Crowell said it is the first time he has witnessed a situation where environmentalists are pushing for environmental studies not to be an important factor in determining what to build.
"If a (environmental) study demonstrates a superior position (for the tunnel), we'll be very delighted to endorse that," Crowell said. "If Measure T passes, then there is no choice but the tunnel.
"What's the big hurry in not allowing an environmental impact report to be done on both?"
If Measure T is defeated, he said, the $50 million set aside to build the bypass can remain where it is while the environmental studies of both are done. If afterward they show a tunnel is preferable, effort could begin to convince Congress to reallocate the money for a tunnel, Crowell said.
Crowell characterized CalTrans as simply a "construction company" that builds roads it is told to build "regardless of what Westinghouse (Properties) wanted back in 1971.
He also mocked the wording of the initiative, which includes four "findings" such as a tunnel is "timely," "cost-effective" and "safe and reliable" given that the tunnel study is not complete.
"Your information is always different than the published information we get from CalTrans," Crowell said.
He warned that Measure T would have the undesirable effect of moving the process of building a Highway 1 road off the coast and into the entire county because a countywide vote would be needed to overturn the measure.
"We believe that Highway 1 is important to the coast," he said.
Opponents fear that if Measure T passes, the coast could be left with no road through Devil's Slide if money is not secured to build a tunnel and the road goes out again. That would translate to road closures, heavy traffic, lost jobs, increased child care costs, commuter dissatisfaction and an overall lessening of quality of life, according to opponents.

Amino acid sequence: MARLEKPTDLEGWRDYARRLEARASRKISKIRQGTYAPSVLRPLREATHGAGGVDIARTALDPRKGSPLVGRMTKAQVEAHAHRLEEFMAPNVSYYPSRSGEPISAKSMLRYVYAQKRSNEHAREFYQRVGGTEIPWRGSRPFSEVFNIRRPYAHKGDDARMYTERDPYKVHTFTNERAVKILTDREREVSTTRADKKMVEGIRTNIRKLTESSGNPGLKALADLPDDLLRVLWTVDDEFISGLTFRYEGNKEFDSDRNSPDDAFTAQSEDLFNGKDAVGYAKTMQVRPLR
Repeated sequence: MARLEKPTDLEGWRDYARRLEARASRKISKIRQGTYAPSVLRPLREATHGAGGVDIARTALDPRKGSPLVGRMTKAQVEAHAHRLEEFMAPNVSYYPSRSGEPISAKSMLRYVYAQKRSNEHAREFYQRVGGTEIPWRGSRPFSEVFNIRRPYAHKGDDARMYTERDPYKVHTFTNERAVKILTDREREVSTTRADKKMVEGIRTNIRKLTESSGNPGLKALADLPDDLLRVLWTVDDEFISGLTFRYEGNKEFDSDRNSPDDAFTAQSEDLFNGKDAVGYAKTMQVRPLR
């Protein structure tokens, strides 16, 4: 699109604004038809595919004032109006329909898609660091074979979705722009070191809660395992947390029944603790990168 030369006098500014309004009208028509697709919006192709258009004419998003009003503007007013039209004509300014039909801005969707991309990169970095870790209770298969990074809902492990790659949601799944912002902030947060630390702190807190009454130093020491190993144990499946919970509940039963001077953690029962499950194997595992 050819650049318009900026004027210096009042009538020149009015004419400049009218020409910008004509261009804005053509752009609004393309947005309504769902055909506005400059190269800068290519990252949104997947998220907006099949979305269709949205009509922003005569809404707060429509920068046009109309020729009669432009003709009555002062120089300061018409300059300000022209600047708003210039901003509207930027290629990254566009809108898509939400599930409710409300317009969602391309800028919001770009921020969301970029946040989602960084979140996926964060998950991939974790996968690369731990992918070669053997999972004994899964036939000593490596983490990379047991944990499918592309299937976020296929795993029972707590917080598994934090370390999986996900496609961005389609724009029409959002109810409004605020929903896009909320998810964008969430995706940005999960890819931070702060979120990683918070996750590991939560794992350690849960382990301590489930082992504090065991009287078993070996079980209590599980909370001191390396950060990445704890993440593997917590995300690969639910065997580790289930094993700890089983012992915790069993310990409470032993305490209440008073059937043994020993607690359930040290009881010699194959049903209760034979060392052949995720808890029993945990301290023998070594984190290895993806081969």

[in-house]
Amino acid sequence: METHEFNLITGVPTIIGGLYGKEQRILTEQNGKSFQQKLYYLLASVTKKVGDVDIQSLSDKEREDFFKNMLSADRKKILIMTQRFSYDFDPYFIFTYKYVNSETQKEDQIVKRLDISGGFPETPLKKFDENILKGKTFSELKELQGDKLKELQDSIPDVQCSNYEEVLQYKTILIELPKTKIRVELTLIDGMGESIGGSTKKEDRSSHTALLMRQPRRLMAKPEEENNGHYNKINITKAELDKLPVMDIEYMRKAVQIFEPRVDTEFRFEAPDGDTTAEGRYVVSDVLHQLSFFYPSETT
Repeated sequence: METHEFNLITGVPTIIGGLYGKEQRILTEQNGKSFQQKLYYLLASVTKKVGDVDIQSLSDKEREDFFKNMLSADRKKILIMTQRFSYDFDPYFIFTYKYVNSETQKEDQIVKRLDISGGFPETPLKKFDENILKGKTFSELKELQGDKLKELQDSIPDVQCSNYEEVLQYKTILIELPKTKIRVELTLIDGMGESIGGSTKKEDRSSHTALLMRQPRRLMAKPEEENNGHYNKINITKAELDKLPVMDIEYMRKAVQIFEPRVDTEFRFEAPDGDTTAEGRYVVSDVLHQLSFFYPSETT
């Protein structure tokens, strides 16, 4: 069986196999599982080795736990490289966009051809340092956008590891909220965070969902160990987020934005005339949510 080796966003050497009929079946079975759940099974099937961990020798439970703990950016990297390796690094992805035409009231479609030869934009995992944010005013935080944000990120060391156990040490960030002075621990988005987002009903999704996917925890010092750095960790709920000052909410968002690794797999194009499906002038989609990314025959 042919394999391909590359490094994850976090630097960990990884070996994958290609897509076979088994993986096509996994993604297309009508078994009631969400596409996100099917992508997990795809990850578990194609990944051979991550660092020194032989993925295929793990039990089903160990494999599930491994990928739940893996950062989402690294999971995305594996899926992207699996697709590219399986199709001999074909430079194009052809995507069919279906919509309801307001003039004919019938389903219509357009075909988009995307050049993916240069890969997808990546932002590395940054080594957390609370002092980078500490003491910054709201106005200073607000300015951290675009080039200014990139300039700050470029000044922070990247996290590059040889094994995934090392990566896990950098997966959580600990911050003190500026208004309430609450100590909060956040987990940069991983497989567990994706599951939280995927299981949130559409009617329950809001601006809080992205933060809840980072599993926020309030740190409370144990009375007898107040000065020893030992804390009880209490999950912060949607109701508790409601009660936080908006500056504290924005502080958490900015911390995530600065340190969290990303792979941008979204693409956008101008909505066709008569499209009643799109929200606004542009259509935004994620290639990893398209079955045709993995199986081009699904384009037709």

"It's the concept of foreclosing all alternatives but one that we're concerned about," Crowell said.
During the question-and-answer period, the Yes on T side was asked what happens if the highway fails again and no funding for a tunnel can be found. Thollaug said the measure allows for three alternatives, in decreasing priority: A tunnel; repair of the existing road on its current alignment; and a different project, perhaps the bypass, but only if approved by a countywide vote.
The No on T group focused on a worst-case scenario where the measure is approved but no tunnel is built and the road goes out. King, a Realtor, was asked about the effect of home prices if that happened. She suggested people find a new place to live if there is no guaranteed solution and a permanent way in and out of the coast through Devil's Slide.
Thollaug said that the completed geotechnical study was recently completed and concludes that a tunnel is technically feasible. The second phase of the study, estimating the cost of a tunnel, is expected on Oct. 8
"We believe now with (Colorado Department of Transportation official) Ralph Trapani's oversight we will get an objective tunnel study," Thollaug said.
A couple questions veered far from the debate and proved unanswerable to both sides, such as a suggestion that the tunnel might be more of a target for terrorist activity than the bypass.